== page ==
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Journal of Ocular Pharmacology and Therapeutics
J Ocul Pharmacol Ther. 2010 Dec; 26(6): 571–577.
PMCID: PMC2990286

Immunization with Pneumolysin Protects Against Both Retinal and Global Damage Caused by Streptococcus pneumoniae Endophthalmitis



To determine whether immunization with pneumolysin (PLY) protects against pneumococcal endophthalmitis.


New Zealand white rabbits were immunized with a mutant form of PLY that retains only 1% of its cytolytic activity until serum IgG titers were ≥51,200. For a negative control, rabbits were immunized with phosphate-buffered saline (mock). Each vitreous was injected with 102 colony-forming units of a clinical endophthalmitis isolate of Streptococcus pneumoniae. Severity of endophthalmitis was graded by slit lamp examination at 24 and 48 h postinfection (PI). Serial dilutions of vitreous were plated for bacterial colony-forming units quantitation, eyes were extracted for histology, and a whole blood survival assay was performed.


Immunized rabbits had a significantly lower mean slit lamp examination score at 24 and 48 h PI when compared to mock immunized rabbits (P ≤ 0.002). There was not a significant difference in bacterial load in the vitreous at 24 or 48 h PI. Histological sections showed that retinas of mock immunized rabbits appeared to be destroyed, whereas those of PLY immunized rabbits remained largely intact. Damage spread to the aqueous humor, stroma, and conjunctiva of mock immunized rabbits by 48 h PI. Minimal damage was observed in the vitreous of PLY immunized rabbits and did not spread to other parts of the eye. Whole blood from immunized rabbits inhibited the growth of bacteria better than whole blood from mock immunized rabbits.


Immunization with PLY helps protect the eye from damage caused by pneumococcal endophthalmitis.


Bacterial endophthalmitis is a devastating infection of the vitreous leading to destruction of the retina and vision loss.1,2 This disease is caused by trauma, ocular surgery, or an endogenous infection.2 The clinical severity of infection is dependent upon the bacteria causing infection. Streptococcus pneumoniae has been shown to cause blindness more rapidly than other bacteria during endophthalmitis.3 This is due in part to pneumolysin (PLY), a toxin produced by S. pneumoniae. PLY belongs to the family of cholesterol-dependent cytolysins.4 This toxin binds to cholesterol in host cell membranes and forms pores, often resulting in lysis of the host cell.57 Subcytolytic concentrations of PLY have been shown to activate host cell complement.8,9 Complement activation can exacerbate pneumococcal infections due to inflammation.1013

PLY has been reported to be important in the pathogenesis of pneumococcal endophthalmitis. PLY alone causes the same clinical severity as S. pneumoniae in a rabbit endophthalmitis model.14 When vitreous of rabbits were infected with a PLY-deficient strain of S. pneumoniae, clinical scores were significantly lower than those of its respective parent strain at 24 h postinfection (PI).15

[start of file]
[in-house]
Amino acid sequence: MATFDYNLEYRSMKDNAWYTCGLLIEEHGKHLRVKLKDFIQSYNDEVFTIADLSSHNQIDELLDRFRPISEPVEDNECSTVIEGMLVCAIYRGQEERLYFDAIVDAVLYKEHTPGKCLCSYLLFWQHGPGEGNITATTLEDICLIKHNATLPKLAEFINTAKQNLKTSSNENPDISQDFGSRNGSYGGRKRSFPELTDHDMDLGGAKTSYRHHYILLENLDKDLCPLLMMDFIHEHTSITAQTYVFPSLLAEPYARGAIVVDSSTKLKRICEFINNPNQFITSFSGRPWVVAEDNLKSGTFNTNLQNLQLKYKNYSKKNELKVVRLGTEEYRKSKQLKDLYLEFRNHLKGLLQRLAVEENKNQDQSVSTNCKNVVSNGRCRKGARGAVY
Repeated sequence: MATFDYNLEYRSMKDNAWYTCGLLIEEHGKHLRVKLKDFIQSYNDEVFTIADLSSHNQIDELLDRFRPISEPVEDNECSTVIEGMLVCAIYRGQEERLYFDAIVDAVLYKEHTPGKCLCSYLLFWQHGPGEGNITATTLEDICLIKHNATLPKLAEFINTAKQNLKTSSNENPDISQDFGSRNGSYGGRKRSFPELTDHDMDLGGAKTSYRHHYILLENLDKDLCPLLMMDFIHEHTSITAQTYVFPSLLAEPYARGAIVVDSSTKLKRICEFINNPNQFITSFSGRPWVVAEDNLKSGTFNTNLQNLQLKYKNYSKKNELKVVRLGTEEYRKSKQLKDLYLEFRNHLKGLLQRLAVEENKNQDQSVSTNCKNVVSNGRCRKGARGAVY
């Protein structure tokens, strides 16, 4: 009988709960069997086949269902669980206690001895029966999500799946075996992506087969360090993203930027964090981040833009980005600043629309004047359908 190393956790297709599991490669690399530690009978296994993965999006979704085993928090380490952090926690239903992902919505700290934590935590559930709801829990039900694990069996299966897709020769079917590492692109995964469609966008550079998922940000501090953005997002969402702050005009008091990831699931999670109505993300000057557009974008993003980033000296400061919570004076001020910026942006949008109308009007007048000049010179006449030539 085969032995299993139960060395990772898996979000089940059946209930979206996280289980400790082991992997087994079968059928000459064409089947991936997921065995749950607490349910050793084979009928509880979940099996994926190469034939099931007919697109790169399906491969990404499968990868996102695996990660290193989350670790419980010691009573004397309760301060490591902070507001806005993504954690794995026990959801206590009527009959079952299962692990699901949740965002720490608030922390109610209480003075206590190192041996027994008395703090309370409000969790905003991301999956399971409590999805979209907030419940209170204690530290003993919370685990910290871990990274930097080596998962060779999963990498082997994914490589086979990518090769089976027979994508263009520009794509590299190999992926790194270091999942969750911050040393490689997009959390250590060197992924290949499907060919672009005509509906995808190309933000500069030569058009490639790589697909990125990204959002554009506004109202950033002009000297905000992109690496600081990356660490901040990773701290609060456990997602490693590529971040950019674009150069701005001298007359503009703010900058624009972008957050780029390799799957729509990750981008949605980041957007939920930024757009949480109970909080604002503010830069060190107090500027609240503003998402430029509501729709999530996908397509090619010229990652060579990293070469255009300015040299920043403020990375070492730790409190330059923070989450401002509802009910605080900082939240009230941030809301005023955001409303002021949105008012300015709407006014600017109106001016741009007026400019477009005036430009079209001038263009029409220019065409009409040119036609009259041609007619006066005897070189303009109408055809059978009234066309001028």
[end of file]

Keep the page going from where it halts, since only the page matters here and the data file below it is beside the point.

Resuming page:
The aim of the current study was to determine whether immunization with PLY toxoid could provide protection against pneumococcal endophthalmitis. New Zealand white rabbits were immunized with either PLY toxoid or phosphate-buffered saline (PBS) in adjuvant then challenged intravitreously with a clinical ocular strain. Differences in clinical severity, bacterial clearance in the eye, and bacterial clearance by whole blood were compared for the 2 immunization groups.


Active immunization

Specific pathogen-free New Zealand white rabbits (Harlan Sprague Dawley, Inc., Oxford, MI) were used in these studies and maintained according to the ARVO Statement for the Use of Animals in Ophthalmic and Vision Research and the Institutional Animal Care and Use Committee of the University of Mississippi Medical Center. For primary immunizations, rabbits were subcutaneously injected at 4 sites along the dorsal side with a total of 0.1 mg ΨPLY (a form of recombinant PLY with a Trp433Phe substitution that results in retention of only 1% cytolytic activity16) with Freund's Complete Adjuvant (Sigma-Aldrich, St. Louis, MO) in a 1:1 (vol:vol) ratio. The expression plasmid harboring ΨPLY was provided by Dr. Larry S. McDaniel (University of Mississippi Medical Center, Jackson, MS). The rabbits were injected 2 additional times with 0.05 mg of ΨPLY with Freund's Incomplete Adjuvant (Sigma-Aldrich) at a 1:1 ratio (vol:vol) 1 month apart. Control rabbits were injected with a mixture of Freund's Complete Adjuvant and PBS and Freund's Incomplete Adjuvant and PBS (mock-immunized) using the same method as described above. Blood was collected from each rabbit before the first immunization and 1 week after each boost for the isolation of serum. Serum anti-PLY IgG titers were determined by ELISA.17 As a control for antibodies against the histidine tag of ΨPLY, ELISA plates were coated with an unrelated protein containing the same type of histidine tag to determine IgG titers to the histidine tag in the rabbit serum. Titers were defined as the highest dilution that was double the background absorbance (A410).